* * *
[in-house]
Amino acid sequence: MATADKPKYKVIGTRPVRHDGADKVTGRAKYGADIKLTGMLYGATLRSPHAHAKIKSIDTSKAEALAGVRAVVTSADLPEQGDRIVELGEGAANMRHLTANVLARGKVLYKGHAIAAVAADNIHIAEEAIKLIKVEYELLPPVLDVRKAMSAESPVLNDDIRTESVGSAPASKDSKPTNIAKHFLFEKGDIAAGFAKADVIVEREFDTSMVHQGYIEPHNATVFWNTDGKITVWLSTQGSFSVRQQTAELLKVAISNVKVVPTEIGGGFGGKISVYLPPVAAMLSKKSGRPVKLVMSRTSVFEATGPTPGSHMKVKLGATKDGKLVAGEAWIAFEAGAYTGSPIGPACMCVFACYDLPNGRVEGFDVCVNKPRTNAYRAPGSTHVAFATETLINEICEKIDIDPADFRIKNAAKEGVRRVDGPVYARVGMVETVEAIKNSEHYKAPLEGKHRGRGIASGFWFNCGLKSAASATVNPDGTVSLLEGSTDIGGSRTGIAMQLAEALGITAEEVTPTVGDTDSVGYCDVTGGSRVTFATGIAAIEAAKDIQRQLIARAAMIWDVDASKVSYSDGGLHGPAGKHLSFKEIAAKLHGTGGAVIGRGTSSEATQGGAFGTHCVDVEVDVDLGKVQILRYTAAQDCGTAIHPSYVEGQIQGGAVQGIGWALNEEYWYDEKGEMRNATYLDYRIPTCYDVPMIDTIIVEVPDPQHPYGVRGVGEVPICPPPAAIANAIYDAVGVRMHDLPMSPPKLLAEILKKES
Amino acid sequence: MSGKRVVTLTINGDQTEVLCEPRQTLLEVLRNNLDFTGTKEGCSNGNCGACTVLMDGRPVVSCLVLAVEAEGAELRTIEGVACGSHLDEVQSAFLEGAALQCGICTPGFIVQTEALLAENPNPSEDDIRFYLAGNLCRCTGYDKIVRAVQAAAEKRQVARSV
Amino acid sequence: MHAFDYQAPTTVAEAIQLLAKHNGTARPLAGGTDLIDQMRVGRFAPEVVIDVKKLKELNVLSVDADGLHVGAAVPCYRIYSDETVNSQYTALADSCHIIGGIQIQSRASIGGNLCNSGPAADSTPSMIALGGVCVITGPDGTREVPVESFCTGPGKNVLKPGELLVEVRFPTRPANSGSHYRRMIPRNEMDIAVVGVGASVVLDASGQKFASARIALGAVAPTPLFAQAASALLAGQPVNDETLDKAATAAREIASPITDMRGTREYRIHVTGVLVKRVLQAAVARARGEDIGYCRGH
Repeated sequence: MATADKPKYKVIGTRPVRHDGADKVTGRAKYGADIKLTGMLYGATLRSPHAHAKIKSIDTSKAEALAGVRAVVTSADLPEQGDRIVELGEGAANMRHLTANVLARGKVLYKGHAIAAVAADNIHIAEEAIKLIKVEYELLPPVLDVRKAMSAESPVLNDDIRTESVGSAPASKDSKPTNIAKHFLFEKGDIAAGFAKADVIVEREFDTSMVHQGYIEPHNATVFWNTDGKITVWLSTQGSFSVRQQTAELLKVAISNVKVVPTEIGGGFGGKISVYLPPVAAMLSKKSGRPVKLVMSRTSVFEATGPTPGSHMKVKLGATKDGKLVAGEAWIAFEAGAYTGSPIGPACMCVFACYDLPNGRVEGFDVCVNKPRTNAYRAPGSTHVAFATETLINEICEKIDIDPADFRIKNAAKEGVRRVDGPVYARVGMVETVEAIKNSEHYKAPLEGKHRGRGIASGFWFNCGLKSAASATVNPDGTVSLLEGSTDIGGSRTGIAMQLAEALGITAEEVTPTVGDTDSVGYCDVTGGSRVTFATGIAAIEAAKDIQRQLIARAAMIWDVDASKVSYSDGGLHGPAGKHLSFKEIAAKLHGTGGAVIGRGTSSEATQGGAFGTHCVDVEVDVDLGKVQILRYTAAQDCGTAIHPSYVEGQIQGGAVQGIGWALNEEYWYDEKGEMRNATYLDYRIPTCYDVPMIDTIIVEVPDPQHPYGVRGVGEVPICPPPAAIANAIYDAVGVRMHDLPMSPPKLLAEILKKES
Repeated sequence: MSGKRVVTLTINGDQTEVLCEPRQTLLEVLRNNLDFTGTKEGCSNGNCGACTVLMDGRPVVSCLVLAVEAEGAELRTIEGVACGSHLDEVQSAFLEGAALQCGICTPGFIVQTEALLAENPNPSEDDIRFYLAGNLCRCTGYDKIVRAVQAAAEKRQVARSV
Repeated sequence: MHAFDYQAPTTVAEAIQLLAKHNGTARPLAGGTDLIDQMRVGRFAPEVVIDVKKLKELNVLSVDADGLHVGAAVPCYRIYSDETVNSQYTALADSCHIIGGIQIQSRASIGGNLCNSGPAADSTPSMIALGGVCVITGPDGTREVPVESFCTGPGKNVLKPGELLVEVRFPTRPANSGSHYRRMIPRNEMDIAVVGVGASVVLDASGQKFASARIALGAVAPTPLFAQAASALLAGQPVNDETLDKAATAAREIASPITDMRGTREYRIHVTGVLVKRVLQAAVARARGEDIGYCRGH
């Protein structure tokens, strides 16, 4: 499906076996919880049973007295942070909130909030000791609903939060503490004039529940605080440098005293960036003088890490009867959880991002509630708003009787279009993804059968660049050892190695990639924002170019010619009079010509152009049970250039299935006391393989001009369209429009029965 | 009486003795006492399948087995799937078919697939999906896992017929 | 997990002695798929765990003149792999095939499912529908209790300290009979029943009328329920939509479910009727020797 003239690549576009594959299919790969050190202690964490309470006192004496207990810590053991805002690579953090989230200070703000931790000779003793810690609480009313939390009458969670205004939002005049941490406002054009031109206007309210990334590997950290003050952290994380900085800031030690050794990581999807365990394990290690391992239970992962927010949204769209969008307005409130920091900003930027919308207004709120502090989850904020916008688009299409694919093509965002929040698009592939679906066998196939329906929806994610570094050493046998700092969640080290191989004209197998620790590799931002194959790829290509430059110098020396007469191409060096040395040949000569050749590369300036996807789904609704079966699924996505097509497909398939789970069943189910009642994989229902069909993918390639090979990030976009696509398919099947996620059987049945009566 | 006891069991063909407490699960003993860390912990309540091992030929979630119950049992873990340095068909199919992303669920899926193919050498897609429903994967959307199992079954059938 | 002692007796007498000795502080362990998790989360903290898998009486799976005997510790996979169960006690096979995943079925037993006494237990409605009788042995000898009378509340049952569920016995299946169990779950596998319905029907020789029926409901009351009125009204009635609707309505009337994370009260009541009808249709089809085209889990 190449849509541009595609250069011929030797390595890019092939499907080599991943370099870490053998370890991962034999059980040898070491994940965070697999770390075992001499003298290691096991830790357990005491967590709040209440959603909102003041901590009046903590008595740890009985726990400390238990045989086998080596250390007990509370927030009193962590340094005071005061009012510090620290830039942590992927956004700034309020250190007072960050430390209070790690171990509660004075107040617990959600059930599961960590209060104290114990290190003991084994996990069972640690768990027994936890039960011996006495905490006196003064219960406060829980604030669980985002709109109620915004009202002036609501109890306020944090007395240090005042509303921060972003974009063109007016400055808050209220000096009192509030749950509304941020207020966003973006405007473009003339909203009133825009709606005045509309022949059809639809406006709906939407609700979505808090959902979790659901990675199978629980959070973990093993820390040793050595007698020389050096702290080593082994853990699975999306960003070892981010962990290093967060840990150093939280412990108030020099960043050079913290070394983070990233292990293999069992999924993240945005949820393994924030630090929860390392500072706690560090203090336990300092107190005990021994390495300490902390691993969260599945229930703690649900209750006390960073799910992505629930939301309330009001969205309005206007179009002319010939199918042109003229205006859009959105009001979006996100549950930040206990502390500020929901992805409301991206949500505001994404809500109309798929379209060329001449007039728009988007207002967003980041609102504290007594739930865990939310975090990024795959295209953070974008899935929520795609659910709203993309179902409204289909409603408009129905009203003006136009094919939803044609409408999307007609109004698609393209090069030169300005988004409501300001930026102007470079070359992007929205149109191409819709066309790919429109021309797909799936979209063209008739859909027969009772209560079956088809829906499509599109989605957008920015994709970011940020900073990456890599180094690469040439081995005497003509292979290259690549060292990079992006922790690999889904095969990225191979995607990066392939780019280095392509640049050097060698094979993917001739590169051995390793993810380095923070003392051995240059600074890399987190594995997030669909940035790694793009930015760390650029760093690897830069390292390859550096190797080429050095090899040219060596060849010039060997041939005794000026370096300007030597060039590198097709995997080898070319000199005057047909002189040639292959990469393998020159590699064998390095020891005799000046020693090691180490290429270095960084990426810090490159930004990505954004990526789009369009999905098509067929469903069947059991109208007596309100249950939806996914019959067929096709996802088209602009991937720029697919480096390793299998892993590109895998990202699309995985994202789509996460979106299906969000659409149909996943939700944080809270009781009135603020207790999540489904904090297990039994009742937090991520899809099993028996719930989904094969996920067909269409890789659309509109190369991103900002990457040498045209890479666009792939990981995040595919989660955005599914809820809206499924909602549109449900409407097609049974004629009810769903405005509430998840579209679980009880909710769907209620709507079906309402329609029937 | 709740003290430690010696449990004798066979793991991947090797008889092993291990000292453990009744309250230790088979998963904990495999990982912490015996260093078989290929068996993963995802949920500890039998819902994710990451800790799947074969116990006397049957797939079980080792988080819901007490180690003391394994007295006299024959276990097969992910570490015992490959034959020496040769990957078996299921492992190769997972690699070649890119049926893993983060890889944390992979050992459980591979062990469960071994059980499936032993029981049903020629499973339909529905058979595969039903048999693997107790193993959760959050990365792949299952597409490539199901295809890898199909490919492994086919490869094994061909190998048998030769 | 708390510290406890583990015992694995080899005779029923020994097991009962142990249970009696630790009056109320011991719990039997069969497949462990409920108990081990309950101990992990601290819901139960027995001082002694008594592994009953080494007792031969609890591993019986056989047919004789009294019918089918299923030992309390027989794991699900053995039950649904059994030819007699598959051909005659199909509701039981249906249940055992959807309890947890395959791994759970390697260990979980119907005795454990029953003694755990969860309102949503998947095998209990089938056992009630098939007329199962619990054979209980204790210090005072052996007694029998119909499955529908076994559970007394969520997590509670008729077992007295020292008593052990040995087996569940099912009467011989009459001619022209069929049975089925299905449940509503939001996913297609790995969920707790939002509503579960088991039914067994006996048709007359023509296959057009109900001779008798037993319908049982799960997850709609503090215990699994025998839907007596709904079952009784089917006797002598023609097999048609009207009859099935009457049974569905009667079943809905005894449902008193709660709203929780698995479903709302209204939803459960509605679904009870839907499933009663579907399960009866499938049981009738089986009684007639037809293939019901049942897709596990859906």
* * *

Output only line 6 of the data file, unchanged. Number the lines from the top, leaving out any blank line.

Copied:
Repeated sequence: MSGKRVVTLTINGDQTEVLCEPRQTLLEVLRNNLDFTGTKEGCSNGNCGACTVLMDGRPVVSCLVLAVEAEGAELRTIEGVACGSHLDEVQSAFLEGAALQCGICTPGFIVQTEALLAENPNPSEDDIRFYLAGNLCRCTGYDKIVRAVQAAAEKRQVARSV